Beautiful: no “the”
The rest of the article is only ok.
Beautiful: no “the”
The rest of the article is only ok.
Some dude* is opening a taco shop and dancing on the ashes of the New Spot. Glena‘s SF Tacos and Margaritas is promising an opening in early 2017. In the meantime, Gilberth and Julia are folding the wonderment and joy that was the New Spot into their other bastion of wonderment of joy Gilberth’s Latin Fusion (formerly Gilberth’s Rotisserie).
* reportedly a chef
Question two*, where was this Dorothea Lange photo taken? It was taken probably immediately beforehand when the sun was in the west or south.
You might also enjoy a photo of the First Russian Baptist Church.
* Was there a question one?
Uber (which I have used, and is way more convenient than calling a cab company, getting put on hold, getting hung up on, calling back, getting put on hold, getting through to a dispatcher, having them grump about sending over a cab, then waiting 45 minutes before giving up and just driving one’s own car not even that far, jeez, ugh, I give up*) already has an “office” in the greater Potrero District, but it seems that isn’t enough for them — now they will be laying claim to part of a block in the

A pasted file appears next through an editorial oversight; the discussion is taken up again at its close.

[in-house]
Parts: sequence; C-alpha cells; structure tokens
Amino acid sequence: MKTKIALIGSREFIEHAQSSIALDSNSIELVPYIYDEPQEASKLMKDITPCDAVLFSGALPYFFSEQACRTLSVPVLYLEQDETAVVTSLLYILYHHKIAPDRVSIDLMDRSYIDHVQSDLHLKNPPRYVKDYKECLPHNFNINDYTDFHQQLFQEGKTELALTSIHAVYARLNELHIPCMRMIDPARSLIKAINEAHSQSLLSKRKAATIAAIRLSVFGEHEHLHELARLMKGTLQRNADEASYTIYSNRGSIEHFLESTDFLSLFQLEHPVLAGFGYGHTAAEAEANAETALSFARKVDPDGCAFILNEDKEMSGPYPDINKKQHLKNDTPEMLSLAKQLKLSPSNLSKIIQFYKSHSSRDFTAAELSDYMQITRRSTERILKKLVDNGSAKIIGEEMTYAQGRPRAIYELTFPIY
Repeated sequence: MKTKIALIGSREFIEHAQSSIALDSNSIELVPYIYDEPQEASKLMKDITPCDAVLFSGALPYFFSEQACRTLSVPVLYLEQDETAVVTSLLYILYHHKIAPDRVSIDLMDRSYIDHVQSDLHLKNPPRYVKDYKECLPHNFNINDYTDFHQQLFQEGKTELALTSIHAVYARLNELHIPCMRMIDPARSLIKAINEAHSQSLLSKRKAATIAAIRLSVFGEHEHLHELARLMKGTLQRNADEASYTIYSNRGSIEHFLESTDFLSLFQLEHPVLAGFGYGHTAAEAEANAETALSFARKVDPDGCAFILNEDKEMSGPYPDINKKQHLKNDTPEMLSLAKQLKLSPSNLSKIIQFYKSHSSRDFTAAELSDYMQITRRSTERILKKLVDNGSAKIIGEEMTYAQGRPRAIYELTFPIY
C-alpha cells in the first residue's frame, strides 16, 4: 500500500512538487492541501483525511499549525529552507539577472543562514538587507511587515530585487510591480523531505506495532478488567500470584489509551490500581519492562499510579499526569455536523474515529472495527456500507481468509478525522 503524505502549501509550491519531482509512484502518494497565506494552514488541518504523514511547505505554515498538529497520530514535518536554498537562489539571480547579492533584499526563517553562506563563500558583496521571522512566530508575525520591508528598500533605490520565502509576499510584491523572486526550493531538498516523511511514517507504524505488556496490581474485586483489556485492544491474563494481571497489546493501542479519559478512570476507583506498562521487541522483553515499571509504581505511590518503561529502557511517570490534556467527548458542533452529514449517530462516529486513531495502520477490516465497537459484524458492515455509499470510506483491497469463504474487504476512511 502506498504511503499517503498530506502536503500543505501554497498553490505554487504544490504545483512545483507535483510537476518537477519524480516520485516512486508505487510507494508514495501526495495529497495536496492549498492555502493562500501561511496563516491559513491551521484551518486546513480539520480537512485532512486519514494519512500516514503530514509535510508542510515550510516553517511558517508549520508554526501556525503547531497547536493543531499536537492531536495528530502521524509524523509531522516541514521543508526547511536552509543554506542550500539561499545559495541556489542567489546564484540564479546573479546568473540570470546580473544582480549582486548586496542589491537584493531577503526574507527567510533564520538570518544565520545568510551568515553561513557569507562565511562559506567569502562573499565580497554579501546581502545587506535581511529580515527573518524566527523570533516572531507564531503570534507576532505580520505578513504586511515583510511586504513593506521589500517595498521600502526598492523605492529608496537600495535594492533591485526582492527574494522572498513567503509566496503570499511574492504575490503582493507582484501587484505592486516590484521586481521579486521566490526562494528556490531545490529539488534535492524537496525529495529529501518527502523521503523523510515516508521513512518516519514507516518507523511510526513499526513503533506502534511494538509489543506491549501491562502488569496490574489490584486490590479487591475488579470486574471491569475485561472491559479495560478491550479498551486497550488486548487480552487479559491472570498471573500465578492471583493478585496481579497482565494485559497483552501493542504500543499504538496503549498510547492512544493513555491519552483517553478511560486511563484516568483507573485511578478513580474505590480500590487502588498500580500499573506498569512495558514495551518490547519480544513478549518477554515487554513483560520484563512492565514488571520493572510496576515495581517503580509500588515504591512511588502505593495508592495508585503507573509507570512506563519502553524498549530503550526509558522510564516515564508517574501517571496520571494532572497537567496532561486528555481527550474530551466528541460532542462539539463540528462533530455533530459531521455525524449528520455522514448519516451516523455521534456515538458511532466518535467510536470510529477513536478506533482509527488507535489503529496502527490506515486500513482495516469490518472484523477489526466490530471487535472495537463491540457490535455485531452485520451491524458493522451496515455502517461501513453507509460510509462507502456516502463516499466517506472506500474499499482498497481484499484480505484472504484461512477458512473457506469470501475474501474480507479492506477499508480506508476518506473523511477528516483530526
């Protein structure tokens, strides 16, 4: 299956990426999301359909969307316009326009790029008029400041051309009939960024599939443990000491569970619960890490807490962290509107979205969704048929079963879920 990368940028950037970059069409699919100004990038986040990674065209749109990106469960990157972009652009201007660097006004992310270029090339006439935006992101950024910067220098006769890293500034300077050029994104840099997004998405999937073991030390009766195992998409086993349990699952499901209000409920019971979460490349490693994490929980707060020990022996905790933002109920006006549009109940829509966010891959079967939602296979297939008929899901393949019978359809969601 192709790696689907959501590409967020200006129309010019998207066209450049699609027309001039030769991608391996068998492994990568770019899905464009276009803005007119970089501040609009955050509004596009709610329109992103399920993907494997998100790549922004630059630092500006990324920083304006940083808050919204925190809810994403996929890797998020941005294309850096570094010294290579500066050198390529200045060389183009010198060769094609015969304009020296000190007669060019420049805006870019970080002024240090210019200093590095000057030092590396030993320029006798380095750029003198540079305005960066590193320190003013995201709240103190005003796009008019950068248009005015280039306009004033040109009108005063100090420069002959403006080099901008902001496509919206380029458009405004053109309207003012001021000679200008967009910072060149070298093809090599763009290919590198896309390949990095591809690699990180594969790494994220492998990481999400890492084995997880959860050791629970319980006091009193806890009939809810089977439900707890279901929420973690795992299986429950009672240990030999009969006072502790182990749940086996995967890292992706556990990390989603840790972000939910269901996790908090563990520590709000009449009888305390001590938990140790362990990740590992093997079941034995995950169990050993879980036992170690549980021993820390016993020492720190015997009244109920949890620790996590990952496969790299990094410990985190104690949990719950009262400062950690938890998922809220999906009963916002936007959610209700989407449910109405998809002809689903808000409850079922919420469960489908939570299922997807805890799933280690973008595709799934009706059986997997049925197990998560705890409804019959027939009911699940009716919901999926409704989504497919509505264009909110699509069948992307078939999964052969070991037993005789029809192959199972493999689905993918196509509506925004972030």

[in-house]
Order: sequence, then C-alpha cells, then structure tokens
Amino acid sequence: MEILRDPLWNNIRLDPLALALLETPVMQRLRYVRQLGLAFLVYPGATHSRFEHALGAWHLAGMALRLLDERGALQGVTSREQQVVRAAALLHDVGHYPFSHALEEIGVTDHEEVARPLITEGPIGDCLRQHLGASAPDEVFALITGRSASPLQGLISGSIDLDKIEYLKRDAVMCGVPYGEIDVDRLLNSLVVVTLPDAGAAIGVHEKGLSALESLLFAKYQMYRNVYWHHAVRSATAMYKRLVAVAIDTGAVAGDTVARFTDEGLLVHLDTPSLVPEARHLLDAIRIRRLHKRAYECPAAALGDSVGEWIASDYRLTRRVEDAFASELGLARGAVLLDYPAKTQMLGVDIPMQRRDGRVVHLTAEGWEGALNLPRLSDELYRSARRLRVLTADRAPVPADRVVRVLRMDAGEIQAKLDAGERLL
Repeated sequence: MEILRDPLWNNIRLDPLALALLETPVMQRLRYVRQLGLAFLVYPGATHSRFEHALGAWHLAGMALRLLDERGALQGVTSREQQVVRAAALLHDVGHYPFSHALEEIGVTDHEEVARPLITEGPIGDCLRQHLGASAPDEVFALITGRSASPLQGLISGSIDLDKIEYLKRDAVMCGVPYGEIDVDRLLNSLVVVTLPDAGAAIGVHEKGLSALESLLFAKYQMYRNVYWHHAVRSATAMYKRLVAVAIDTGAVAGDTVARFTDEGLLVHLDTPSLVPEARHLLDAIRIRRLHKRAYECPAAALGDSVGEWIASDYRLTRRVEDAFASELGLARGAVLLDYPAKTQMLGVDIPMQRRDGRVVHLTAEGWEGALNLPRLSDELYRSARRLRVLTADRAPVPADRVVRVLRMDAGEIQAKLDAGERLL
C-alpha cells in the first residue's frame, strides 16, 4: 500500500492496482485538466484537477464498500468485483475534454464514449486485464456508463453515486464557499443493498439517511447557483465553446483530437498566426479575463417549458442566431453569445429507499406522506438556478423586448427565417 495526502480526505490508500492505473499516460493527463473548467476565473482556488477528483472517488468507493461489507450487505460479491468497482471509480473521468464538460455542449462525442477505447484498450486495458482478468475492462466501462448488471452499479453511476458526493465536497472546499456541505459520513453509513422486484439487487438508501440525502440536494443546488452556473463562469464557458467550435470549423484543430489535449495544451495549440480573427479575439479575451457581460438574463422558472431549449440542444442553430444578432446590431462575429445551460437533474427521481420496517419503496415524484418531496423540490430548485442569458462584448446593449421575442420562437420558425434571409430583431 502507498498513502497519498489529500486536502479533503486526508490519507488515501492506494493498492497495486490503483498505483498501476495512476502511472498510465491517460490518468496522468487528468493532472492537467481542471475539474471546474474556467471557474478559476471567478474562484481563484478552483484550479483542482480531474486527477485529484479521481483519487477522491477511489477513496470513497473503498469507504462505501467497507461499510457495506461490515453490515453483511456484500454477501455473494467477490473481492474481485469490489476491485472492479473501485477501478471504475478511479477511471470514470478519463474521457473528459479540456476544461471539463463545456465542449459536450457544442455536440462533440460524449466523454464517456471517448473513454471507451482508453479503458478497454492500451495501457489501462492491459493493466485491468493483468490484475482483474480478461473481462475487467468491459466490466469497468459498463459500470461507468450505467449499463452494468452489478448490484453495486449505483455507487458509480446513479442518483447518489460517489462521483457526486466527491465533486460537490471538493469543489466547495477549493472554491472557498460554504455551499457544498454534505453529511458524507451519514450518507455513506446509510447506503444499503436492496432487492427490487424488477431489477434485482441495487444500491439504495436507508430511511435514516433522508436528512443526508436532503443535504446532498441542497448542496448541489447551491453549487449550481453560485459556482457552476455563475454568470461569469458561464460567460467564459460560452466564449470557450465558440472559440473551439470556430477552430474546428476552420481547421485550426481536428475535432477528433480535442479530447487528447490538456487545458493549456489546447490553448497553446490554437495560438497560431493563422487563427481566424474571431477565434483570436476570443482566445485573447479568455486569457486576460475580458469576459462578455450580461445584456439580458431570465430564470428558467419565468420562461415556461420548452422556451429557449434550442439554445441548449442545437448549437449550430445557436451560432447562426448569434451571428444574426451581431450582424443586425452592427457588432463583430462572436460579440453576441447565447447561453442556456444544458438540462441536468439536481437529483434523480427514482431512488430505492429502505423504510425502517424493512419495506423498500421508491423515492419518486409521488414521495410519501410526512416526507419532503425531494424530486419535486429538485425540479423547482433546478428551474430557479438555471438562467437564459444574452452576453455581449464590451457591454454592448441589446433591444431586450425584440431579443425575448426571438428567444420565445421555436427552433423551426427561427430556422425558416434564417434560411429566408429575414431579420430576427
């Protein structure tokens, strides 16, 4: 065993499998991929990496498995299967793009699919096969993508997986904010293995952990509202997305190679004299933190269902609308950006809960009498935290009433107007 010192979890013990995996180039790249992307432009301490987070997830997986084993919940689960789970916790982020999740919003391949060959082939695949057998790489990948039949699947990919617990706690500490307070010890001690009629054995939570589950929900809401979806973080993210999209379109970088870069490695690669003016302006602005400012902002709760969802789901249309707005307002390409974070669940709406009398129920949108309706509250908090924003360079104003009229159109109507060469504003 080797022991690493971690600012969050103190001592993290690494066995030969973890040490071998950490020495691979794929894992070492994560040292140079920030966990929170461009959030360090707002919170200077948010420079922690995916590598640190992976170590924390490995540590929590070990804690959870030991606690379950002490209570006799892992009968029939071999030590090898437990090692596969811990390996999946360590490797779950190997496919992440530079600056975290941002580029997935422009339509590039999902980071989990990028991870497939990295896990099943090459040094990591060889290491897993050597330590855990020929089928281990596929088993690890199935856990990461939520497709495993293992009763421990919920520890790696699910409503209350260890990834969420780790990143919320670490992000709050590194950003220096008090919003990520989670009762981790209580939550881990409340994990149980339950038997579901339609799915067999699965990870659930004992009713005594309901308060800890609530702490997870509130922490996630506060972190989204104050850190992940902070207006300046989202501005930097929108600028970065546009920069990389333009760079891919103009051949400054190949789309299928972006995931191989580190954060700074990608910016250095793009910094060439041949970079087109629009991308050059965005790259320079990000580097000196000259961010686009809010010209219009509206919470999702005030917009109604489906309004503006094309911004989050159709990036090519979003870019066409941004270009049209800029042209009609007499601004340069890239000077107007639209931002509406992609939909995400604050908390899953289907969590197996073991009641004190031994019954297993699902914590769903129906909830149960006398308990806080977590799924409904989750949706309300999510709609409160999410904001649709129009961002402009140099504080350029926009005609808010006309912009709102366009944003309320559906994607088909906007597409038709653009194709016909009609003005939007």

Mad Max-style Wasteland up-and-coming Mission Bay neighborhood. Good for them!
Anyway, Google Earth is fun and mostly useful to play with.
* it is shocking the lengths that cab companies will go to avoid being better. Shouldn’t there be a “disruptive” company coming in with a centralized multi-company taxi dispatch and a general reduction in pure evil?
** Me. I am the team.
*** Am I kidding?
It was only a few months ago that some polling company called me and asked how I, a San Francisco voter, felt about the Giants’ plans for new construction in Mission Bay. I replied with my usual cynicism, and ultimately, I have not been disappointed. Someone on the neighborhood forum* Nextdoor Dogpatch mentioned that the new construction proposed by the Giants for the former garbage dump** is going to have ten towers taller*** than 120 feet. Whoa. Three of those will be 240 feet!